Newspaper inserts, direct mail drive consumers to stores: RAMA

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Newspaper inserts and direct mail do a better job of influencing consumers to shop at a particular store than e-mail or Internet advertising, according to a new survey from the Retail Advertising and Marketing Association.

The survey, conducted for Washington-based RAMA by BIGresearch, polled 7,828 consumers from Dec. 5 to 13.

The top five media influences on where consumers shop are coupons at 38.7 percent; newspaper inserts at 34.9 percent; word of mouth at 29 percent; television/broadcast ads at 24.6 percent; and direct mail at 19.4 percent.

The top three holiday TV ads this year come from Target, Wal-Mart and Best Buy, per the survey.

Companies rounding out consumers' top 10 favorite holiday TV ads include Macy's, J.C. Penney, Big Lots, Kmart, Old Navy, Kohl's and Gap.

According to the survey, 16.9 percent of consumers said that their favorite holiday advertisement persuaded them to shop with a specific retailer. Young adults between the ages of 18 and 24 years old were more likely to have a specific preference for holiday TV ads, with 34.2 percent of them being able to name a favorite ad.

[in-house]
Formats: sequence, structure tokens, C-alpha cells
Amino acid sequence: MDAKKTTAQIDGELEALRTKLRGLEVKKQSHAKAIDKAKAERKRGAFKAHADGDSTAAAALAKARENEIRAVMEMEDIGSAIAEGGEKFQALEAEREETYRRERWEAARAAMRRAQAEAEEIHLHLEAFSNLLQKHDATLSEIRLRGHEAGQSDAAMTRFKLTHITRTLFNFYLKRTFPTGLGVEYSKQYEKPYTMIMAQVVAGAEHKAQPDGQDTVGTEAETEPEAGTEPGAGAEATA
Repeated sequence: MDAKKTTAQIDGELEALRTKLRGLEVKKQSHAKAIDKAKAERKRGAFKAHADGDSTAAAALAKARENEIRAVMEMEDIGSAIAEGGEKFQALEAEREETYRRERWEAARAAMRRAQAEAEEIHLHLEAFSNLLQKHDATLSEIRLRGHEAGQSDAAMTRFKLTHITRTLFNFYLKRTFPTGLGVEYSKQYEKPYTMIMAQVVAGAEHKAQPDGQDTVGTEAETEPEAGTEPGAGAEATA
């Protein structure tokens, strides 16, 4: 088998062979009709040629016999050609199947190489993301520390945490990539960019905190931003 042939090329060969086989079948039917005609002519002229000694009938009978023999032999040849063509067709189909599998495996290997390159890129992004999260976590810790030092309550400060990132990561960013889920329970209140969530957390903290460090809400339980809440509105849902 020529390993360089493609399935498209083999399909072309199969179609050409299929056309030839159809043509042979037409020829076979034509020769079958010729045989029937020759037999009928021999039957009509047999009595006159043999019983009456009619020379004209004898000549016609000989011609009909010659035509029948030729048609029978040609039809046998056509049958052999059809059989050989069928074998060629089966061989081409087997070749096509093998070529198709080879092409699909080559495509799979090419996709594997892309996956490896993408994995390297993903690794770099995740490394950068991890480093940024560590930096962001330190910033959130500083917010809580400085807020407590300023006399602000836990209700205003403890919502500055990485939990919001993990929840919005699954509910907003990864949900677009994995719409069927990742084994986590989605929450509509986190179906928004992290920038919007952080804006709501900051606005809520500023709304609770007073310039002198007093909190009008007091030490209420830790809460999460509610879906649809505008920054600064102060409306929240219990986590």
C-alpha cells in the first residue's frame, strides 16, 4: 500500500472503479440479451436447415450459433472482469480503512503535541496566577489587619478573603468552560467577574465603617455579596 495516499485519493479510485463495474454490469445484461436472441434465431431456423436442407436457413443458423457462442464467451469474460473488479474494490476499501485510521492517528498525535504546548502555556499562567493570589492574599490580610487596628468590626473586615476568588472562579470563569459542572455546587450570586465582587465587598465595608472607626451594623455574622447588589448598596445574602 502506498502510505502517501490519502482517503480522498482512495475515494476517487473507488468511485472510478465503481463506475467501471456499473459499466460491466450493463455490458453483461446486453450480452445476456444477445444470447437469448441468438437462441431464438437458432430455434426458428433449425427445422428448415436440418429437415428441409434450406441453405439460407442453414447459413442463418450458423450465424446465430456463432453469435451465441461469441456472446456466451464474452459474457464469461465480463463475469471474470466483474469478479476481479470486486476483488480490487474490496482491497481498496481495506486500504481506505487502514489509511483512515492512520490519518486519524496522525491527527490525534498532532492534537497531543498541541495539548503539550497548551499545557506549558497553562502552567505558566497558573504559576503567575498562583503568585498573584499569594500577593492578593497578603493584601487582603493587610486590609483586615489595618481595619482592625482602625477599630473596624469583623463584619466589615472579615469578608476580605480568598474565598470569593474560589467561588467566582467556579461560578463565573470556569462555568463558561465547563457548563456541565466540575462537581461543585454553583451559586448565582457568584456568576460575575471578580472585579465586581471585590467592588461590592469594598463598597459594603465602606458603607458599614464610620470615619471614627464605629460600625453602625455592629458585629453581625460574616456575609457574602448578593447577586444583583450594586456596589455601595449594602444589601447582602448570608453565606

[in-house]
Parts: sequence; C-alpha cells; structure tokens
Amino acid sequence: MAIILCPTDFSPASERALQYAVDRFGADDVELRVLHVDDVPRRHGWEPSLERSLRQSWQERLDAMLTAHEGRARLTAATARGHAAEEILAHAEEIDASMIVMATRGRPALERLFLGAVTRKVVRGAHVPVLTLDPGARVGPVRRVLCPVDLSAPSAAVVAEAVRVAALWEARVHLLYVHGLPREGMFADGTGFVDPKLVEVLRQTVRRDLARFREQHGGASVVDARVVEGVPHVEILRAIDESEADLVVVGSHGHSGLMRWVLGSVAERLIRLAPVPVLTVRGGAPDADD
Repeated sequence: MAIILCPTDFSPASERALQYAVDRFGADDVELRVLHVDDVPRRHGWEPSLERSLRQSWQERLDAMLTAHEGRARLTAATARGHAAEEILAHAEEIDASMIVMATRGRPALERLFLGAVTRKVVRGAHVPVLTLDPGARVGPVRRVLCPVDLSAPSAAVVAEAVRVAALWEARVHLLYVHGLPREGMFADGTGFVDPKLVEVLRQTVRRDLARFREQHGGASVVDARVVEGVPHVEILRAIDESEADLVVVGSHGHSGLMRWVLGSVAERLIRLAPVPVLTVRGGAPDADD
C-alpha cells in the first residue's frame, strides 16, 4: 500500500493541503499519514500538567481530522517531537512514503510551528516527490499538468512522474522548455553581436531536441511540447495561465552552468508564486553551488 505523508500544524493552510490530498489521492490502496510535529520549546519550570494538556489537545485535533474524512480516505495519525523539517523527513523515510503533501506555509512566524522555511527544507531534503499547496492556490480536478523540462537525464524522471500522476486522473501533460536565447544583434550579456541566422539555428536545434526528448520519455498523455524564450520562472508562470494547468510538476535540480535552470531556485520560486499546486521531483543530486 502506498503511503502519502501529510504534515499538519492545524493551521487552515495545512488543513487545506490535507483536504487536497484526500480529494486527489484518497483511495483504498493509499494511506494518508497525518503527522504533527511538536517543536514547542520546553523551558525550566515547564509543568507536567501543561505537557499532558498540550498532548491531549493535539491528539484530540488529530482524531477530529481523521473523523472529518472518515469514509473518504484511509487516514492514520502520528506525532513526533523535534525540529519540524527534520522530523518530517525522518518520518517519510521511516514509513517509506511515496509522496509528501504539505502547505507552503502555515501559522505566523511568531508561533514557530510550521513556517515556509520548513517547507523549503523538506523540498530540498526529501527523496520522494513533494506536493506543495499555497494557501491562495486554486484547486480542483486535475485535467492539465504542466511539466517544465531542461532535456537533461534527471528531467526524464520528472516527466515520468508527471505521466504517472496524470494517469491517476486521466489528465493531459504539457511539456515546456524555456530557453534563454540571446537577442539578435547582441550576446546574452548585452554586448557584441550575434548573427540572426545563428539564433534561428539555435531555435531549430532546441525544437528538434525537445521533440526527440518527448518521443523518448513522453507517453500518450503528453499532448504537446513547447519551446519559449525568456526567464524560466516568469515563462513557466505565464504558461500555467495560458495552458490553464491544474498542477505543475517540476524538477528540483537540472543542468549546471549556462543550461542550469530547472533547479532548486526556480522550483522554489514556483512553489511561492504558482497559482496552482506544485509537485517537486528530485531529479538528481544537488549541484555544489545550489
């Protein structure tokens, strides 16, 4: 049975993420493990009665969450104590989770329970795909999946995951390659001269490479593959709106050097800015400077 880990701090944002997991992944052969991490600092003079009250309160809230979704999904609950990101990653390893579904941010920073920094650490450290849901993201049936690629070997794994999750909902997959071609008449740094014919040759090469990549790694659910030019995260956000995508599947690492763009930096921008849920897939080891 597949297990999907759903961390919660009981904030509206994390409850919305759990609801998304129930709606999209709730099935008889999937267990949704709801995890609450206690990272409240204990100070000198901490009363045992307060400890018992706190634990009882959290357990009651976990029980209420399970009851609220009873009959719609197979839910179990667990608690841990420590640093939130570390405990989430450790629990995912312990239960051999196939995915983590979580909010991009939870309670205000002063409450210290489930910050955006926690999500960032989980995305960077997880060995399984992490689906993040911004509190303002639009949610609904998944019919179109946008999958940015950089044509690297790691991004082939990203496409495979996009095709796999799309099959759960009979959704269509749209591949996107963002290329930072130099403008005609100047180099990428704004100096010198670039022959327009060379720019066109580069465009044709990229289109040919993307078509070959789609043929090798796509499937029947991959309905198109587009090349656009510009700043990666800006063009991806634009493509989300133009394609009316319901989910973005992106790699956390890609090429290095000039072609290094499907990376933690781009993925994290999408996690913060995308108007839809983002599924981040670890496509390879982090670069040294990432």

In comparison, only 26.2 percent of all adults could name a favorite ad. Additionally, young adults were more likely than other shoppers to say that holiday television ads sent them to specific stores.

The takeaway from this research is that young adults are observant and inquisitive, according to Bigresearch. Retailers can maximize their exposure with this group by combining cutting-edge online advertising with TV ads.

Overall, only 8.8 percent of respondents said Internet advertising influenced them to shop at a particular store. However, for the 18 to 24 age group, the number rises to 15.1 percent.

A smaller increase is seen for e-mail advertising, which influenced 9.8 percent of consumers overall and 11 percent of those in the 18 to 24 group. Blogging influenced 0.7 percent of consumers overall and 1.6 percent of those in the 18 to 24 age group.

Conversely, the impact of newspaper inserts drops with this group to 19.7 percent from 34.9 percent overall.

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